While we knew that the 6.2.2 update to the Kindle Fire tablet was mainly going to be a matter of performance upgrades and behind the scenes stuff, a few things were noticed as the roll-out quietly began that were worth drawing attention to immediately. As noted, the upgrade to this newest firmware did break root access for user who went that route. This was addressed quite quickly, however, and initial doubts about whether or not BurritoRoot 2 would do the job seem to have been based on people failing to follow instructions correctly. Aside from that, all we could see was the admittedly convenient full screen option for the Silk browser.
Things have settled in a little bit better now and Amazon was kind enough to let us in on what the entirety of the patch was meant to accomplish. There are a couple perks:
Kindle Fire Silk Browser Customization
Users are now able to set their browser to disable Flash. This was possible previously, but through the setting for “Enable Plugins”, which some users found confusing and overly broad. By default, Flash will be disabled. Check Silk’s Settings menu under the Behavior heading to turn it back on.
It is also now possible to disable the constant encrypted data shuffle through Amazon’s servers. While you are still able to turn it on in settings by clicking on “Enable Optional Encryption”, users should find significantly improved performance now that it is non-mandatory. This will not have any effect on encrypted connections to web pages.
Also, to access the previously mentioned full screen browsing, simply click on the square of four outward facing arrows in the lower-right corner of the Silk browser’s menu bar, next to the bookmark button.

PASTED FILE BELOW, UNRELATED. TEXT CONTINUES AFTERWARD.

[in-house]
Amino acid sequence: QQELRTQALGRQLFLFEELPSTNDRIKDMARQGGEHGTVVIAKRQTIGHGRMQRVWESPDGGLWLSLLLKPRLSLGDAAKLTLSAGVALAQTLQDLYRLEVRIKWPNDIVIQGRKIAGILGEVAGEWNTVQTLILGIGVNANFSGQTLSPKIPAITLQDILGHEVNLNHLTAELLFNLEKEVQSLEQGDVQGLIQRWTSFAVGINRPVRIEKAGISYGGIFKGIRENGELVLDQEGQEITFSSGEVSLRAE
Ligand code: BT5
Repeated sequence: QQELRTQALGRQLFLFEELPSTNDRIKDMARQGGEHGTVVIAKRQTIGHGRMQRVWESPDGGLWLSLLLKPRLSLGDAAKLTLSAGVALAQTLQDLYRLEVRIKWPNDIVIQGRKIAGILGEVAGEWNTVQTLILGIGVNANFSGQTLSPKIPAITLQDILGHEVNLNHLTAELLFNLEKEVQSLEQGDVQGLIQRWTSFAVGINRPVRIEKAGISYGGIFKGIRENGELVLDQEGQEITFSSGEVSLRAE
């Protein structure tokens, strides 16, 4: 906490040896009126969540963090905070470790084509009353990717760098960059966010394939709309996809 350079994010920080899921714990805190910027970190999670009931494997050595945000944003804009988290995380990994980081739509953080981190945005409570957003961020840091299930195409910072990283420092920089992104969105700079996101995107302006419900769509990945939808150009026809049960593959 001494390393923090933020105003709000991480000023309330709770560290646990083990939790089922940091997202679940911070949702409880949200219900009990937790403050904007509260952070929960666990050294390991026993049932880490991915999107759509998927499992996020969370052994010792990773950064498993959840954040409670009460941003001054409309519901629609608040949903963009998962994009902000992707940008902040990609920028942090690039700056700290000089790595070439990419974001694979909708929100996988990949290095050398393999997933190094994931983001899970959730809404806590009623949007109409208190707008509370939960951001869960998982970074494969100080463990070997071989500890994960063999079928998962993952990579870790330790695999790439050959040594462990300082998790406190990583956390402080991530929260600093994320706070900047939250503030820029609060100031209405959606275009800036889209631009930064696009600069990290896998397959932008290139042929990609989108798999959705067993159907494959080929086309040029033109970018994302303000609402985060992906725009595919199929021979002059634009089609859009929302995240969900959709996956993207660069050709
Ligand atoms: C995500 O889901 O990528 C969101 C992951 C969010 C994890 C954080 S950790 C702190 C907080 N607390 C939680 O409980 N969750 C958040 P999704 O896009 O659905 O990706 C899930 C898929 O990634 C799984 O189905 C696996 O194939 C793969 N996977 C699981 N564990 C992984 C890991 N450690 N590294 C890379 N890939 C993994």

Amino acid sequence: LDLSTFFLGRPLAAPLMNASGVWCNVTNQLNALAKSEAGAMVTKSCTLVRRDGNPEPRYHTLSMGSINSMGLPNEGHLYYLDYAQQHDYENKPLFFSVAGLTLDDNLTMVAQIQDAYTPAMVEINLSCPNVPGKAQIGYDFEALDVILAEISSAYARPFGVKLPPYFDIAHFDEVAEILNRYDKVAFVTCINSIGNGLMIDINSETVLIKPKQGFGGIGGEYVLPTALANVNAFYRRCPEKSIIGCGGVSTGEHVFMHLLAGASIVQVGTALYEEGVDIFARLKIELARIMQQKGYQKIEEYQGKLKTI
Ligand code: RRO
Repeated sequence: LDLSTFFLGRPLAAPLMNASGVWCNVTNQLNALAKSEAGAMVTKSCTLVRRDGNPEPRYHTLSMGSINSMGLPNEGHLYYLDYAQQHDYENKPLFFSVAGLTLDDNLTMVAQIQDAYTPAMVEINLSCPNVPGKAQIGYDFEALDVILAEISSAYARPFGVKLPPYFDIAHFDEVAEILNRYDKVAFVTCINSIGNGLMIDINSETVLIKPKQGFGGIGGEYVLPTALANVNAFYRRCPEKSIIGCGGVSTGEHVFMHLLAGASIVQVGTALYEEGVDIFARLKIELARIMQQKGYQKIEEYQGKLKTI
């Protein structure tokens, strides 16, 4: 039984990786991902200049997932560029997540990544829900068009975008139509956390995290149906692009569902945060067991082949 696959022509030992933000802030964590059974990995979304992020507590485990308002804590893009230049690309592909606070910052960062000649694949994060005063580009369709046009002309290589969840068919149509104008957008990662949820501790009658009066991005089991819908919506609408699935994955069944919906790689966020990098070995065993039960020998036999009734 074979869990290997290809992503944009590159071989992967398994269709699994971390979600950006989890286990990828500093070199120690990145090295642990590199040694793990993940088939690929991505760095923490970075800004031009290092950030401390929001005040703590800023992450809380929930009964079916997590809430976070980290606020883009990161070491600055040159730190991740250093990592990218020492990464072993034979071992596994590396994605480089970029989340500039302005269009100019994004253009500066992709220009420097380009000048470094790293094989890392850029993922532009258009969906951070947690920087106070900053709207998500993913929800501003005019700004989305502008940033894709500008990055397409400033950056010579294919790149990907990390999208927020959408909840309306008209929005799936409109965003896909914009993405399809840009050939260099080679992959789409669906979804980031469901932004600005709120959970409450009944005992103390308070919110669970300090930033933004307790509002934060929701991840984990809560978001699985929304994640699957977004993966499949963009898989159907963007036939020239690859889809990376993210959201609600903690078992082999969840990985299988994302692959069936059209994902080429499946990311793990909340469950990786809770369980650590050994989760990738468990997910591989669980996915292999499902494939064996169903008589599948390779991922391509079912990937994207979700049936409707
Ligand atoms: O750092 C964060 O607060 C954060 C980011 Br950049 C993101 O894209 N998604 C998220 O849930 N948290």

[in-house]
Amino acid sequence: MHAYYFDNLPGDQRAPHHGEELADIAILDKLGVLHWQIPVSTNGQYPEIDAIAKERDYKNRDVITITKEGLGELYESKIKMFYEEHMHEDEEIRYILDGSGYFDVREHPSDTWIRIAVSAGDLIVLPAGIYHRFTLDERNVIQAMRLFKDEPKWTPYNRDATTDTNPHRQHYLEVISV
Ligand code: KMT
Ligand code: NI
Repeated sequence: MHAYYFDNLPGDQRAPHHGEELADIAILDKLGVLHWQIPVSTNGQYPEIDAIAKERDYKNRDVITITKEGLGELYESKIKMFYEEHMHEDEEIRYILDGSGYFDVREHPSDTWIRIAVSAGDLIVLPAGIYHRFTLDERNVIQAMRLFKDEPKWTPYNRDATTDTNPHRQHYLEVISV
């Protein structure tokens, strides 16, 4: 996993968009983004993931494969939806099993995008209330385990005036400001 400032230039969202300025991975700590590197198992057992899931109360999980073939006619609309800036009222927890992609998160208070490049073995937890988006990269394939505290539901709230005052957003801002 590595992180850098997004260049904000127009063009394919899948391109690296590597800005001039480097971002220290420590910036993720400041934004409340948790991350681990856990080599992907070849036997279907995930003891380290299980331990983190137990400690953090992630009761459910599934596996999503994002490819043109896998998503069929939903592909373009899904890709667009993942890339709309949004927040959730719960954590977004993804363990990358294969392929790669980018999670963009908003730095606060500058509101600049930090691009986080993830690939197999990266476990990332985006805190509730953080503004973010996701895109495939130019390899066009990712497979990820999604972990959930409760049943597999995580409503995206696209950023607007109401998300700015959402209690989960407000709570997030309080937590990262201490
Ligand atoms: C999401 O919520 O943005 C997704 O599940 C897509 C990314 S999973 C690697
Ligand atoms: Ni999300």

There has been some small but noticable improvement made to the speed and smoothness of rendering on the Kindle Fire. Scrolling, panning, and pinch to zoom all seem to work more fluidly and without the occasional stutter than previously occurred during fast movements. Hard to say how impressive this is for most things at the moment, but there’s never anything wrong with optimization.
It is now simpler, and in some cases possible where it was not before, to get email addresses set up manually. Doesn’t fix all gmail complaints, but for the most part that has to do with the gmail end of things being updated so often (for the record, my own gmail account works fine with IMAP enabled, but other experiences may vary).
Many users have been somewhat disappointed to note that this update did not include the addition of finer control over the carousel or Kindle library collection management. Presumably, however, a project this large has more than one feature being worked on at any given time and so we can probably assume that something is being done to address the vocal complaints of the user base even if it is not quite ready for release yet. Personally I found it beyond tedious to manually delete my entire Kindle library from the carousel when the feature was introduced and would love a Mass-Remove type of option as soon as possible.